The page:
It was on this day, Mary 12th 1866, at Herzegovina, close to the Kotor Gulf, in Herceg Novi, or Castelnuovo in Dalmatia on the Adriatic sea when Bogdan (Adeodato) was born. The youngest child from twelve children, he was the Benjamin of the family. Bogdan was baptised on June 13, feast of St Anthony of Padova.
Bogdan’s father, Peter Mandić, was the son of a ‘paron de nave’, in other words, a commercial fisherman. Peter united himself in marriage with Carlotta Zarevic. Both of them were staunch Catholics. Later on in his life Leopold had words of great appreciation and love towards his mother. He used to say: She had an extraordinary piety. I am particularly indebted to her for what I am. Bogdan was a thoughtful, composed and intelligent boy. All his life was centred on his home, the church and the school he attended. At 16 years of age, precisely on 16 November 1882, he joined our Capuchin Seminary in Udine.
Bogdan’s Capuchin vocation revolved around a great apostolic mission: he wanted to be a missionary working among “his people”. The Franciscan celebrations which were organized by Pope Leo XIII made him more eager to be involved into an active apostolic life. During his two year stay at Udine he was an example to everyone, particularly by his silence and self-control. He completed his novitiate at Bassano del Grappa (Vicenza), on 2 May 1884, where he received the Capuchin habit, as well as the name Leopoldo. After doing his temporary profession he spent three years studying philosophy in Padua from 1885 till 1888. It was on June 18, 1887, when he felt God’s voice speaking to him concerning the return of Orthodox Christians to the Catholic fold. This was, certainly, a basic feature of his entire life, the refrain of his desire, as well as the insight for his mission.
From Padua, Bro Leopold was sent to the Redentore friary on the Venetian island of Giudecca. At this friary, he finished two years of theology and then headed towards his ordination as priest on September 29, 1890 in the La Salute Church. At this moment in his life what he had hoped for, to be a missionary in his native lands, seemed to come true. He promptly requested his superiors to send him as a missionary to Eastern Europe. However, his superiors had other plans for him. His stutter gravely impeded him to fulfil his dream. Fr Leopold kept insisting but his superiors kept saying no. Instead, God, through his superiors, prepared for Fr Leopold the ministry of the confessional. In the spirit of obedience and prayer for the unity of Christians, Fr Leopold carried out this delicate yet very important ministry wonderfully. The little friar celebrated his daily Mass as an offering for his ecumenical commitment. Coupled with the confessional, both sacraments gave Fr Leopold a penetrating light of wisdom.
In his seven year stay at Venice, Fr Leopold grew steadily in his ecumenical vocation. Although he looked so insignificant, spiritually he was a great guide of souls adorned with particular spiritual gifts. His three year stay in the Zara hospice gave Fr Leopold the impression that he was going to fulfil his dream. Nevertheless when he was called back to Bassano Del Grappa in Italy he started realizing that Divine Providence had other plans for him. In fact, at Bassano, Fr Leopold not only spent some five years administering the Sacrament of Reconciliation but also delved deeper into the study of St Thomas Aquinas and St Augustine.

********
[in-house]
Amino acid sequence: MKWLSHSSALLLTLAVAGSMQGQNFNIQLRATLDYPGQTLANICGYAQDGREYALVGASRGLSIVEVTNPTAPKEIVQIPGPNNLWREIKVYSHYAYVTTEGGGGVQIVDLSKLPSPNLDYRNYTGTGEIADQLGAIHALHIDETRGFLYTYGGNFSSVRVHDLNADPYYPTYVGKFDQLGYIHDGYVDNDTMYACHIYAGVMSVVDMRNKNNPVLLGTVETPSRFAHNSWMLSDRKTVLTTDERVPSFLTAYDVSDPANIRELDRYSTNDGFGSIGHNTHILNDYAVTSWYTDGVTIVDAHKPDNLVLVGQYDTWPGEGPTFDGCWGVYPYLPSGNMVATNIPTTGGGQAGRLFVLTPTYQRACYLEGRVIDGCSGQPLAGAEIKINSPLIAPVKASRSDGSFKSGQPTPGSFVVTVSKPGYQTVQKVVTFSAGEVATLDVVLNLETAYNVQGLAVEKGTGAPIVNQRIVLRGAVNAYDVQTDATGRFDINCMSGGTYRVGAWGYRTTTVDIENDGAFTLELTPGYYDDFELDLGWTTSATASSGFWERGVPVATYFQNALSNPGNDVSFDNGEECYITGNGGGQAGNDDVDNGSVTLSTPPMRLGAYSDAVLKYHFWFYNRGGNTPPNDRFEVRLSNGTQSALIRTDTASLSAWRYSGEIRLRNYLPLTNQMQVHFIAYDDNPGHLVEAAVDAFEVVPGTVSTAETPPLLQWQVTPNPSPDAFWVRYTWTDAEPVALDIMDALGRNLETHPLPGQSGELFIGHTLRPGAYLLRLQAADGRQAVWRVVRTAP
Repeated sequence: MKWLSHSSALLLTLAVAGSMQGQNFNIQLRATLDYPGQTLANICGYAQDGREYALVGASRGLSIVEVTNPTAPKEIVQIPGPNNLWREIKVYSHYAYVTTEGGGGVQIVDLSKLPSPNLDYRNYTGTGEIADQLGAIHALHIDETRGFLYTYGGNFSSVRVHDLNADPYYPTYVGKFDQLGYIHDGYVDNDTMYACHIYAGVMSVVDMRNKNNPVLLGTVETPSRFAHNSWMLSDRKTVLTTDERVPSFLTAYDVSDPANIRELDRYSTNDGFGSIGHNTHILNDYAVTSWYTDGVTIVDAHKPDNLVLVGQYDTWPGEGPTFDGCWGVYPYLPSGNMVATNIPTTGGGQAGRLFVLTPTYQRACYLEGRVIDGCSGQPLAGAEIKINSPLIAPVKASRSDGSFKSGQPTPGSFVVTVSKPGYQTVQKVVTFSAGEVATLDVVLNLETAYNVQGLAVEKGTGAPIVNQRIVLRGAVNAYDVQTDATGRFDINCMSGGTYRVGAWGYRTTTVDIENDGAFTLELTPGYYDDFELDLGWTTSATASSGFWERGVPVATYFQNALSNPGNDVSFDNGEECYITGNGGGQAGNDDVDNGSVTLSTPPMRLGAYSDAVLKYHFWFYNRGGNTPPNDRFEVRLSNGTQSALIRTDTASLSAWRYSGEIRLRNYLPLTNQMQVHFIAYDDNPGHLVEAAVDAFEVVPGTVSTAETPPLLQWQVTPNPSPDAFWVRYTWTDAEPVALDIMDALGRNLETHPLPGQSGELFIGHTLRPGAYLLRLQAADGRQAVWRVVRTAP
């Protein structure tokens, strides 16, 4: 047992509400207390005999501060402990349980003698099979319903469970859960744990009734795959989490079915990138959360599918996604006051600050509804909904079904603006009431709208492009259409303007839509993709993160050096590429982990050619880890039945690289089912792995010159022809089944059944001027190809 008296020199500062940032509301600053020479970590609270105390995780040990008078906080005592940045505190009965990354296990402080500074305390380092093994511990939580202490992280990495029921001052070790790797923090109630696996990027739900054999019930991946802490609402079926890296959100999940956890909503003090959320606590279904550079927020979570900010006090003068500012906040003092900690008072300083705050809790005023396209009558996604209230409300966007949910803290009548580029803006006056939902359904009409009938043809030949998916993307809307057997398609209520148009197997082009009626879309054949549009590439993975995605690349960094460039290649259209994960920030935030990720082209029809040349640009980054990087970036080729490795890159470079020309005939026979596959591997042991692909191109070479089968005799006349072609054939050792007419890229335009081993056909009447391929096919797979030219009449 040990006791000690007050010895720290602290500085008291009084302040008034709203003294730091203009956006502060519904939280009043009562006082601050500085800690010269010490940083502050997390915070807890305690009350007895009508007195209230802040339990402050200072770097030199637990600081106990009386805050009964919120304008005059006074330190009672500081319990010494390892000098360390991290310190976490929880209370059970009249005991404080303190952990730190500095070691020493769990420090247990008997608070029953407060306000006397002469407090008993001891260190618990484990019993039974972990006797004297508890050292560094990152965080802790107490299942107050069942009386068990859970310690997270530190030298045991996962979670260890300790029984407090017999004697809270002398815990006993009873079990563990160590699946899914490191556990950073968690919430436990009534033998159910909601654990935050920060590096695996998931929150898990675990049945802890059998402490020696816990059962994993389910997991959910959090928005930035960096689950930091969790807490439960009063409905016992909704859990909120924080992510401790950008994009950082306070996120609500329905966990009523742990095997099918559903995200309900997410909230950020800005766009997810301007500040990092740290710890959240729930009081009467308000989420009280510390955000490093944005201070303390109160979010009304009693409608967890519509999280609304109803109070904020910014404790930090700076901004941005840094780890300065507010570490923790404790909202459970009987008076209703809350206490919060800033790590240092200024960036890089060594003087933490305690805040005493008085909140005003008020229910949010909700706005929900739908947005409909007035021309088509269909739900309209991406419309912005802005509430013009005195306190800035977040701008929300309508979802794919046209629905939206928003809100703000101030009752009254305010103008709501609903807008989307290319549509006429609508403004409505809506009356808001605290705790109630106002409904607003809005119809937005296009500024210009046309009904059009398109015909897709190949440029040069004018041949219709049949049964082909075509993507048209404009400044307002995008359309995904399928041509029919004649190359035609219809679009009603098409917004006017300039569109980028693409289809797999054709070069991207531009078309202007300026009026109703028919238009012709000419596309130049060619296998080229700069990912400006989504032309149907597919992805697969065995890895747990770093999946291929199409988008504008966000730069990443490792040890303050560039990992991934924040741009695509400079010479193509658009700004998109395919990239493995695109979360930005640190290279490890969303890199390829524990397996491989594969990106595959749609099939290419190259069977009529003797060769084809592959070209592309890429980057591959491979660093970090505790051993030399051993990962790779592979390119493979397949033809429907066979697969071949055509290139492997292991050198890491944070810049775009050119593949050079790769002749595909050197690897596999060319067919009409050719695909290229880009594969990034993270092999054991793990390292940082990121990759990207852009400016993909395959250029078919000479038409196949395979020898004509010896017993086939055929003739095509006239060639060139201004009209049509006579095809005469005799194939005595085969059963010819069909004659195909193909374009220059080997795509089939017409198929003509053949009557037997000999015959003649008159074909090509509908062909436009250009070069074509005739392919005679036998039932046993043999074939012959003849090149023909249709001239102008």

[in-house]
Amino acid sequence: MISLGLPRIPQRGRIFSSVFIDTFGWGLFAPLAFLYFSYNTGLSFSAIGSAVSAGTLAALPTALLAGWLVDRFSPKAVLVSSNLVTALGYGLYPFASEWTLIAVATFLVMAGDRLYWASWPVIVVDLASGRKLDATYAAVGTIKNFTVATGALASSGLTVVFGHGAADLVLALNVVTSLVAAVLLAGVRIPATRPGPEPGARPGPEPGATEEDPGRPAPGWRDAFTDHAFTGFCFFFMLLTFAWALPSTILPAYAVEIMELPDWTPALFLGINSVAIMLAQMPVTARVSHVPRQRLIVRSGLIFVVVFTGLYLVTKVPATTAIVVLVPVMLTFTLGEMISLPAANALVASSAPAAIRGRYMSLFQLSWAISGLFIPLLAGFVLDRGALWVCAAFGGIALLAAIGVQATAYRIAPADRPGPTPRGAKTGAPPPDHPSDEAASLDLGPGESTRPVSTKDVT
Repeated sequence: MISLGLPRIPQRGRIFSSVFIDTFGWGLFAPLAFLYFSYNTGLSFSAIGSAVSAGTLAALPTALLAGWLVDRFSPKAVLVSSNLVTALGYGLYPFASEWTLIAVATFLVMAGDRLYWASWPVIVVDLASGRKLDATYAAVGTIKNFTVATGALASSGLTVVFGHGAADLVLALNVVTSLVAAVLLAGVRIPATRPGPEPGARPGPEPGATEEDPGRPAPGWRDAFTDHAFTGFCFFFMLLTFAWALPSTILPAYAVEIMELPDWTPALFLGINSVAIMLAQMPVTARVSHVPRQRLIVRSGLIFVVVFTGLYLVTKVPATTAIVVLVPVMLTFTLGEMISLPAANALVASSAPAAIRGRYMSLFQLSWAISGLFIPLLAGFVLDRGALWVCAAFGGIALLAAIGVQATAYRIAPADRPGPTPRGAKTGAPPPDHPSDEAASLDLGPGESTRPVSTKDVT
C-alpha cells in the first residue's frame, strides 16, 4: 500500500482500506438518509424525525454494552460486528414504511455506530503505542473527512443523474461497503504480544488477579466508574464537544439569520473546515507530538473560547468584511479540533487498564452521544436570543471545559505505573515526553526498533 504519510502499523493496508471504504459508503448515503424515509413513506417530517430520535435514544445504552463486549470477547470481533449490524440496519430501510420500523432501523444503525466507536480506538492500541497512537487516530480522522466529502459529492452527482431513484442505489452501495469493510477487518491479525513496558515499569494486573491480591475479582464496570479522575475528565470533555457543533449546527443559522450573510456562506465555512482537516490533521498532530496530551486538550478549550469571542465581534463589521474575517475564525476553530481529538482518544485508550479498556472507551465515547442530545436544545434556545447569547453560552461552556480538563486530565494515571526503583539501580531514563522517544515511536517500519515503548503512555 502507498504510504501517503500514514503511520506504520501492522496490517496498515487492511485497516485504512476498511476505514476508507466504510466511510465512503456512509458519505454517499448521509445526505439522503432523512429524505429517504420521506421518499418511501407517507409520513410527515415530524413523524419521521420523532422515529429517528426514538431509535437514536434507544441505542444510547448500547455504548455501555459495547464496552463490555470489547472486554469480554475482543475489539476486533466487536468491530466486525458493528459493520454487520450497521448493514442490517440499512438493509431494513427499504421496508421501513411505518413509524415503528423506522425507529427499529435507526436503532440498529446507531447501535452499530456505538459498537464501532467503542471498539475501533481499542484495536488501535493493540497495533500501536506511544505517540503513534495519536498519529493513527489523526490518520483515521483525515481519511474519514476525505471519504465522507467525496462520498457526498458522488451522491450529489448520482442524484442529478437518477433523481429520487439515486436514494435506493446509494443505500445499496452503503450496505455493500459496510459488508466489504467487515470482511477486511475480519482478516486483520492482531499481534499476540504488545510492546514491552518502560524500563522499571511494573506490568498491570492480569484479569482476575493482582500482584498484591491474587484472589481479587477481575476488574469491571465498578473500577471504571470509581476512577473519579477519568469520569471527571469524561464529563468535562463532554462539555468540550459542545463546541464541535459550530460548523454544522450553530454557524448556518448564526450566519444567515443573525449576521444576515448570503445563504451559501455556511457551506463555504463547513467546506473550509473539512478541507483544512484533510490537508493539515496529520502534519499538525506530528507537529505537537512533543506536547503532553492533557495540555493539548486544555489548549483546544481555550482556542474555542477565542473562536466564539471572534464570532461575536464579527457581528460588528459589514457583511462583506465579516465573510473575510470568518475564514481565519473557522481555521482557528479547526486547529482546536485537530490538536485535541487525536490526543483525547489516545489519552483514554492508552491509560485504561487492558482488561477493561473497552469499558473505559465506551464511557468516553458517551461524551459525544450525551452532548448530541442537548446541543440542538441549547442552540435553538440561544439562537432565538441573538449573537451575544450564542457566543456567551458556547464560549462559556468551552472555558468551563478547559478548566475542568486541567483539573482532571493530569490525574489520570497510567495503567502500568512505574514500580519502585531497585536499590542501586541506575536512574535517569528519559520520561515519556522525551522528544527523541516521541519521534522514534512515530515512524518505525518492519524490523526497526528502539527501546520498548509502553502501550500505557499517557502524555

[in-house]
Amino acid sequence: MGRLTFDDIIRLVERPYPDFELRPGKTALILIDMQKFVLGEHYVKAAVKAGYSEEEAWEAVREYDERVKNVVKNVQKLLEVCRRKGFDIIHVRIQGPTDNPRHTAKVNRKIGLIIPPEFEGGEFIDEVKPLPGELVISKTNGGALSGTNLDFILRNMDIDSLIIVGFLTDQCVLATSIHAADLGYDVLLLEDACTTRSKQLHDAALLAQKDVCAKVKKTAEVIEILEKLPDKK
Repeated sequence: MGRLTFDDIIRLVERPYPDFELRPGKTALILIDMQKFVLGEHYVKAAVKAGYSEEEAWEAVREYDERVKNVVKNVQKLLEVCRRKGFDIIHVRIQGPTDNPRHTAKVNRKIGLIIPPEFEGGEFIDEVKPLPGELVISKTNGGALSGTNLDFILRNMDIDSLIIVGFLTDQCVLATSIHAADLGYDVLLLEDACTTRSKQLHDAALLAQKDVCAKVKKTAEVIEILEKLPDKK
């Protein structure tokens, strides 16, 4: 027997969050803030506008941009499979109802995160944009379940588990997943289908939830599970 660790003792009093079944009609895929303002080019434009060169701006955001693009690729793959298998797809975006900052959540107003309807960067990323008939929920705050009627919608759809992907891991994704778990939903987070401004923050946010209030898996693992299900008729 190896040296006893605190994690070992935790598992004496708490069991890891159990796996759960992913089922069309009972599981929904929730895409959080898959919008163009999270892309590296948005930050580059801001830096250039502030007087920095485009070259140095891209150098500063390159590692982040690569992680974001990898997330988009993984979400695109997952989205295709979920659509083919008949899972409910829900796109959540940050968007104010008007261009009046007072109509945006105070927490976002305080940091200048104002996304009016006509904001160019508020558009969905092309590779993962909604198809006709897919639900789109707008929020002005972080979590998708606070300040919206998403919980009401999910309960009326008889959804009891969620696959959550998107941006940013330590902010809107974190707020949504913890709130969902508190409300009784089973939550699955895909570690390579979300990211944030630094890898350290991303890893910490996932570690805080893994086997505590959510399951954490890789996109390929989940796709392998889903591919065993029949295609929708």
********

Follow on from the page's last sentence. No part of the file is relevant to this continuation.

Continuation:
Another mission to East was that of 1905, when Fr Leopold spent another year as vicar at the Koper friary (or Capodistria). Following that year the superiors sent him to Thiene (Vicenza), precisely in the Sanctuary of Madonna dell’Olmo. At this Sanctuary he took care of the spiritual care of tertiary Franciscans, spending hours praying at night. After he was deceived by three young workers, this bitter experience lead to him being relieved from confessional ministry. He was also to offer to God the sacrifice not simply his missionary ecumenical desire but also the ministry of hearing confessions. His total surrender to God brought a lot of serenity in his heart and soul.
With his transfer back to Padua, in 1909, this time his superiors gave him the mission of being director of students as well as to teach Patristics. Fr Leopold entered this new mission with much vigour. His desire was to commit himself to preaching sustained by his continuous reading and teaching. Fr Leopold was taken aback as he was made aware that several priests and religious used preaching to show how intelligent they were. On the contrary and besides his stutter, in his preaching Fr Leopold tried to put in others a genuine love, supported by the transforming message of the Gospel. At this juncture of his life where he gave himself to study as well as teaching in Padua manifested the striking apex of both his missionary and ecumenical calling. Here, Fr Leopold was transformed by grace into a heroic self-offering in terms of being a holocaust and victim. Two years later, in January 1911, Fr Leopold wrote to his spiritual director, who assured him of his right spiritual way, namely that his approach based on prayer and victimhood before the Father of all will be a great benefit to many of those people, particularly in the East who broke away from the Catholic Church. His altruistic love continued to give abundant good fruit when, on November 9, 1912, Fr Leopold offered himself as a victim for the benefit of his Capuchin students.
These bold behaviours show a turning point in Fr Leopold’s life. They introduced him to a novel spiritual plane. He had now opted the perpetual state of victimhood, an innate obedience much on the lines of Ignatian kind of obedience as well as the mysticism of self-denial embarked on by the wealth of his robust Dalmatian humanity. At the age of 47 years old Fr Leopold came to terms with the fact that although it was not easy for him to change his missionary apostolate with sufferings embraced like Christ and St Francis he did it for his students, penitents and friends too.